Author Topic: Big Coil talk  (Read 934 times)

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Peter

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Big Coil talk
« on: May 04, 2017, 09:24 am »
I thought it might be a change if I mentioned  briefly  about Big coils , rather than a specific make coil , for those new to the hobby or those who might not have delved into what a coils shape and size actually does when its used instead of the stock coil and are considering getting ,that game changing "Big coil"  it might be helpful to consider what exactly their about to get if they`ve decided its gonna be a  " Big One." .

There are many different sizes of coils available and each one may fine tune your hunting ,but only if you get the correct size. Larger coils can go deeper than smaller coils but only on larger targets. When using a large coil, its possible you may lose sensitivity to small targets. A large coil is also more susceptible to masking. Masking happens in the discriminate mode when a good target and junk target are both under the coil at the same time. If the targets are close enough together, the bad target will be discriminated out, and at the same time, the detector will not be able to pick up the good target. Masking is very common in junky park land or kids playgrounds and around houses.
Smaller coils will concentrate the signal and make the detector more sensitive to the little targets. Unfortunately, smaller coils tend to lose depth when compared to the larger  ones. Being that these coils don‘t have as wide a search pattern, they are also less likely to mask targets in trashy hunting situations.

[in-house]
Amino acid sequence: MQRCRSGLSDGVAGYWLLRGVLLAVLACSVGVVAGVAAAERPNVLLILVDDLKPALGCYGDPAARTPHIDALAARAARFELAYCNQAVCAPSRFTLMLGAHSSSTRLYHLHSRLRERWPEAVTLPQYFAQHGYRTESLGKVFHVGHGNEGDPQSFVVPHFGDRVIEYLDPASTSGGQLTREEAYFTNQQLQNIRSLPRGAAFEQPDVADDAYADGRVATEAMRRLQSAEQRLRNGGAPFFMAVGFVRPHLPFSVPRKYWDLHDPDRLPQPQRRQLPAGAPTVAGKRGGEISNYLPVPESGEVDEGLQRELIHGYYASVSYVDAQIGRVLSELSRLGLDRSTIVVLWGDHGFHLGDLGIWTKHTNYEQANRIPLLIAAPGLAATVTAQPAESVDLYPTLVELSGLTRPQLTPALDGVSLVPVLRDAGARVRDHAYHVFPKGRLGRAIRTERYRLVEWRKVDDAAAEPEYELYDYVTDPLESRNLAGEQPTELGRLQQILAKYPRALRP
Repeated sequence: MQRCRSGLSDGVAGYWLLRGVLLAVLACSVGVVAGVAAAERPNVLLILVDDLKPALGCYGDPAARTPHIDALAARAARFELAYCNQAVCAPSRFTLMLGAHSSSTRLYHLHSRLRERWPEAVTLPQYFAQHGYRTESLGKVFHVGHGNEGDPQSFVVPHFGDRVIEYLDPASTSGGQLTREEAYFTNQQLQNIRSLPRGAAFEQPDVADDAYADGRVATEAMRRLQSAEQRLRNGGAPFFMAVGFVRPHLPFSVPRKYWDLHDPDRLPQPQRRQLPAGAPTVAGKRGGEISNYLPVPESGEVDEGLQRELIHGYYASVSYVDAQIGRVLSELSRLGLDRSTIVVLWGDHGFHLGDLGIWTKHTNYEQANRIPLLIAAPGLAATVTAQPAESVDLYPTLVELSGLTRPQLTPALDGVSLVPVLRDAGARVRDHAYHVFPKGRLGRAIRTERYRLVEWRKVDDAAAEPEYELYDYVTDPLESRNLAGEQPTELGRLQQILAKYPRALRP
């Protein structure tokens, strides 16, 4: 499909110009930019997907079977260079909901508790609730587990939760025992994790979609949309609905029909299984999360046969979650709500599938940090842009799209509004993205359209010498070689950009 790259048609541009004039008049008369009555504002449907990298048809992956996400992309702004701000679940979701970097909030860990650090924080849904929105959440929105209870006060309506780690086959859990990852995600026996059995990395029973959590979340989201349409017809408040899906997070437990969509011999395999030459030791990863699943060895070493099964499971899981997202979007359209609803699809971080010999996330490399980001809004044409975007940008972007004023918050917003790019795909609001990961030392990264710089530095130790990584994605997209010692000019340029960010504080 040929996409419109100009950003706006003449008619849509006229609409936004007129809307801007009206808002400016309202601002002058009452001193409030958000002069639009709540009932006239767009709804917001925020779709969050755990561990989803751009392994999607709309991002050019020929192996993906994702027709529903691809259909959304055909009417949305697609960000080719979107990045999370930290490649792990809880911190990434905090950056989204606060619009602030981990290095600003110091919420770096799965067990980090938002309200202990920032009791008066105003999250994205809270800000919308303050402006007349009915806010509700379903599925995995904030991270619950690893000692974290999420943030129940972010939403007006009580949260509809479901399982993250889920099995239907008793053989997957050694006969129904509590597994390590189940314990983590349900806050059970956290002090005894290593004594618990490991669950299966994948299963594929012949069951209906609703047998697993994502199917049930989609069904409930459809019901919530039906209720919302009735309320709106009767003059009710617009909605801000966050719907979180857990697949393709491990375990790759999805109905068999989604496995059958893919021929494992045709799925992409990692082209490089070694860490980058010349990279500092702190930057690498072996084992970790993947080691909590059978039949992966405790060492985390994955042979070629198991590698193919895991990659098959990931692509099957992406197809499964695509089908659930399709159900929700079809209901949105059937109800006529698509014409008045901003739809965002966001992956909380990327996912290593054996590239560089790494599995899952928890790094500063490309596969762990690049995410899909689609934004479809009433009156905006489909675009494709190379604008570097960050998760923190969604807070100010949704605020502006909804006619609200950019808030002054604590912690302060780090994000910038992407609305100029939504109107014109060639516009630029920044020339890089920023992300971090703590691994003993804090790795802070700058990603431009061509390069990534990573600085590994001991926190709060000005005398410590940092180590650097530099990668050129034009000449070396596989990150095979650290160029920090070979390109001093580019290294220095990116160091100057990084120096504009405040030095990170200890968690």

Knowing where you are going to search and what you are hunting for goes a long way in choosing the right coil for the job. A larger coil is used to hunt in a clean area and/or for targets that may tend to be deeper. A small coil will help to find the smaller targets such as small thin hammered coins or fine jewelry. Small coils can also be used to hunt for coins & jewelry in extremely trashy sites.
The length and width of the coil affects different aspects of its performance. The length of the coil (toe-to-heel) affects your coverage area, while the width (side-to-side) affects the depth.
 With large coils,often people over estimate the coils ability  they put on, thinking "if I put this much bigger coil on ,I`m going to go a foot deeper".
 Ah yes! if only !! 
I`ve put bigger coils on various detectors in the past and been very disappointed in the results  . Of course there will always be those among`st us who will love to say different and tell you outrageous stories how they put their 15" coil on ,and were pulling the hammered out by the hand full since applying the large coil. Well, that often helps convince themselves ,as well as others that it it must be possible ,but in reality it never seems to happen quite as definite as that. The conditions have to be right before a Large coil can achieve its potential goal.